Our initial research

Since we have been unable to get all the facts directly from the various refugee resettlement agencies and non-government organizations, we wrote this intial fact sheet to help local citizens and elected officials understand the mechanisms involved in our county. This will be Vol. 1 No. 1 since we anticipate adding new information or correcting information as we receive it.

We welcome your input!

Refugee Resettlement

Fact sheet

June 25, 2007

Volume 1, No. 1



  • The United Nations and the U.S. State Dept. work together to identify potential refugee populations worldwide. The President and Congress set a limit on the number to be admitted to the US each year. The cap at this time is 70,000 but approximately 53,000 have been admitted.
  • Refugee Resettlement programs are authorized under several federal laws including Refugee Act of 1980.
  • Ten (sometimes 11) major voluntary non-government agencies (Volags) carry out the function of resettling the refugees throughout the US. In total there are some 400 Volags and organizations with loose affiliations to Volags which have State Department contracts relating to refugee resettlement.
  • Earlier refugee resettlement was primarily carried out in the so-called gateway cities such as New York and Los Angeles. The Clinton Administration issued a directive that required refugees to be distributed to every state in the US. However, some states, notably West Virginia, Delaware, Mississippi, Wyoming, and Arkansas get only a handful of refugees. * Charts for distribution of refugees by state are available.
  • Funding for resettlement is distributed through grants and contracts from the U.S. State Dept., Bureau of Population, Refugees, and Migration (PRM) and the U.S. Dept. of Health and Human Services Office of Refugee Resettlement (ORR) to the Volags. Each of the major Volags subcontracts to others. The cost to the Federal government (taxpayers) for Refugee resettlement in FY 2005 was $676 million. Projected costs for 2006 were $815 million (latest figures that I could obtain). That does not include welfare received by the refugees.The cost of on-going welfare for refugees dwarfs the annual bill for the resettlement program.
  • Church World Services (CWS) received $24 million in the fiscal year ending June 30, 2006 from the U.S. government (26% of its annual budget). It passed down $813,000 to Virginia Council of Churches (VCC) to carry out its resettlement work. According to Richard Cline, VCC receives approx. 90 % of its budget from government sources of funding. CWS has 28 subcontractors in 2007. * Annual budgets for CWS and VCC are available.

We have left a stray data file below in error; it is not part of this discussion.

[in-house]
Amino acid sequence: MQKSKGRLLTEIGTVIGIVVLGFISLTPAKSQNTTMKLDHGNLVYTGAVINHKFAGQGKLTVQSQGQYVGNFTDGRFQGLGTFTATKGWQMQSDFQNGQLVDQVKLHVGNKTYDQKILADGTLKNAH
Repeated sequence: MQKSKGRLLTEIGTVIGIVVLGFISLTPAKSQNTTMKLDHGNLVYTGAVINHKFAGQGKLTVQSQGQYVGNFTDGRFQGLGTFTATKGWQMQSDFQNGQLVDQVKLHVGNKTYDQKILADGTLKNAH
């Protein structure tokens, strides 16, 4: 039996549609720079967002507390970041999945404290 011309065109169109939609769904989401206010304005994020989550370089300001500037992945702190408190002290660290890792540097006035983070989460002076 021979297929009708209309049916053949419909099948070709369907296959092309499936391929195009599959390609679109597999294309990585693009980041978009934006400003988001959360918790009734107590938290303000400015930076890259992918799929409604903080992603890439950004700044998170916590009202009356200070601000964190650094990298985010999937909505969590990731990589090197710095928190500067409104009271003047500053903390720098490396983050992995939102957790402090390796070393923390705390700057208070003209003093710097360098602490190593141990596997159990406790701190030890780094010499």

• The Volags receive $2000 for each refugee (including children) under an ORR program called Matching Grants. The Volag must provide $200 in cash of its own and $800 worth of items like used clothing, furniture and cars, and they then receive $2000 cash from the government. So, numbers matter to the Volags and competition for refugees is stiff. And, that is not the only source of taxpayer money for the Volags.
  • Refugees get an interest-free loan for air travel to the US provided by the federal government that is not regularly repaid. As of 2002, about 43 percent of all such loans were unpaid, leaving a balance due the government of $436.5 million. *Report is available.

Volags are given 25% of any travel loans they can collect from the refugees.

  • Volags bring refugees to communities they believe are “welcoming” and have jobs and low income housing, but do not thoroughly inform communities before hand of the planned resettlement. I believe the Volags have carved up the country in some way and actually have exclusive territories. It is a competitive business.
  • For the first 30 days the refugees are funded with an $850 per family gift from the State Department. At 30 days they are eligible for all forms of welfare. Listed below:

Federal “Means-Tested” Public benefits available to refugees and successful asylees include:
> > Temporary Assistance for Needy Families (TANF) formerly known as AFDC

> > Medicaid

> > Food Stamps

> > Public Housing

> > Supplemental Security Income (SSI)

> > Social Security Disability Insurance

> > Administration on Developmental Disabilities (ADD) (direct services only)

> > Child Care and Development Fund

> > Independent Living Program

> > Job Opportunities for Low Income Individuals (JOLI)

> > Low-Income Home Energy Assistance Program (LIHEAP)

> > Post secondary Education Loans and Grants

> > Refugee Assistance Programs

> > Title IV Foster Care and Adoption Assistance Payments (if parents are “qualified immigrants”)

> > Title XX Social Services Block Grant Funds